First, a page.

Next, we used a multivariable linear regression model with the patient as the unit of analysis and whether high-severity billing occurred during the initial hospital encounter as the primary outcome. The primary exposure variable was the type of physician (hospitalist vs nonhospitalist), year (as a continuous variable), and the interaction term between physician type and year. The significance of the interaction term determines whether trends in high-severity billing differed over time between hospitalists vs nonhospitalists. Models included covariates for age, sex, dual status, race and ethnicity (Black, Hispanic, White, and Other), Elixhauser comorbidities, and MS-DRGs (to adjust for the primary reason for hospitalization). Hospital fixed effects were included to account for correlation in the hospital over time. Identical analyses were run for high-severity billing of subsequent encounters and discharge encounters. We repeated the models above using year as a categorical variable to obtain yearly point estimates of high-severity billing across the different types of encounters. Two-tailed t tests were considered significant at the Bonferroni adjusted level of P < .0167, to account for testing differences between trends across 3 different encounter outcomes. Analyses were performed using SAS statistical software (version 9.4, SAS Institute).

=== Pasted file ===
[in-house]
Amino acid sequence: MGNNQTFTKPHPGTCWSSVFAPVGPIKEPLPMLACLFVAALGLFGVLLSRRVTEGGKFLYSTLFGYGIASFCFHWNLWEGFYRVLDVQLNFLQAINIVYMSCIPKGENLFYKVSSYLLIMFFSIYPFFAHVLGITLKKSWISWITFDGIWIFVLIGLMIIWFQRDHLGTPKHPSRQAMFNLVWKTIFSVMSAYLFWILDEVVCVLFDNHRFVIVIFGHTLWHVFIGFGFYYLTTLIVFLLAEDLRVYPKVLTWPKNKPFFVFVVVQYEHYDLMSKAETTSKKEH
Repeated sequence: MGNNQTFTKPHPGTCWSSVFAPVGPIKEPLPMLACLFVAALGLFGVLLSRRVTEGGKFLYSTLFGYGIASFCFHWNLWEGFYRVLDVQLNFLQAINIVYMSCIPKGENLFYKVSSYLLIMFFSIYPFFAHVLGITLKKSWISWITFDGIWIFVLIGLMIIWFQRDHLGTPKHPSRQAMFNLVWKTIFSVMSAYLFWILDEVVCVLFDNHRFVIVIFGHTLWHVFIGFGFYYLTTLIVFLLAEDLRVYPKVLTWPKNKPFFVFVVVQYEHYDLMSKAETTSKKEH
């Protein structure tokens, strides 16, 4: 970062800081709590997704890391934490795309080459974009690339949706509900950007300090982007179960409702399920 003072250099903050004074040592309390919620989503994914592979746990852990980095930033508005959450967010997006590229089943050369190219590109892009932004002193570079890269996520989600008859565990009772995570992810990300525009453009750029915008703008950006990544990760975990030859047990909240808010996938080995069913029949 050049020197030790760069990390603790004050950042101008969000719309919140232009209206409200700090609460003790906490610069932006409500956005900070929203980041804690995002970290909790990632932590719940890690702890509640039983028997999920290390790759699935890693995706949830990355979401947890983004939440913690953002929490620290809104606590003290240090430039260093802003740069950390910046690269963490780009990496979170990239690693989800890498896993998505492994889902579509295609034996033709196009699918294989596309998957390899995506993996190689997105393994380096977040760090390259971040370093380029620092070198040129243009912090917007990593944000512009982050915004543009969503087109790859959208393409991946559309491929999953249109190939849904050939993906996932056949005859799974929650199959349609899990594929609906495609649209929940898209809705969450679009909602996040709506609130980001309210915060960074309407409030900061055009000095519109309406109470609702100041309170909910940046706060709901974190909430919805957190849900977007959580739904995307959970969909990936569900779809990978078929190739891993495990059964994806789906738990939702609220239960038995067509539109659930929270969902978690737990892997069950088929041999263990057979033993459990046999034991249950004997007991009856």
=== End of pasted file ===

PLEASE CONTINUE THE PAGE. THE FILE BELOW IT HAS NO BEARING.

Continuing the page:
We performed several additional sensitivity analyses for robustness checks. First, we repeated our main models using the CMS Chronic Condition Data Warehouse comorbidities instead of Elixhauser comorbidities given that it is possible that some chronic conditions may not be coded during initial hospitalization. Next, we repeated our main models by further adjusting for hospital discharge destination in case there were other important differences in complexity treated by physicians who were classified as hospitalists vs nonhospitalists. We also examined differences in high-severity coding of a group of physicians who were originally classified as a nonhospitalist though later became a hospitalist. For this analysis, we compared rates of high-severity coding while they were a nonhospitalist vs coding while they were a hospitalist. We also examined rates of high-severity coding after excluding people with any critical care codes (either 99291 or 99292) at any point in the hospitalization in case there were potential differences in the type of patient who was admitted to a hospitalist vs a nonhospitalist.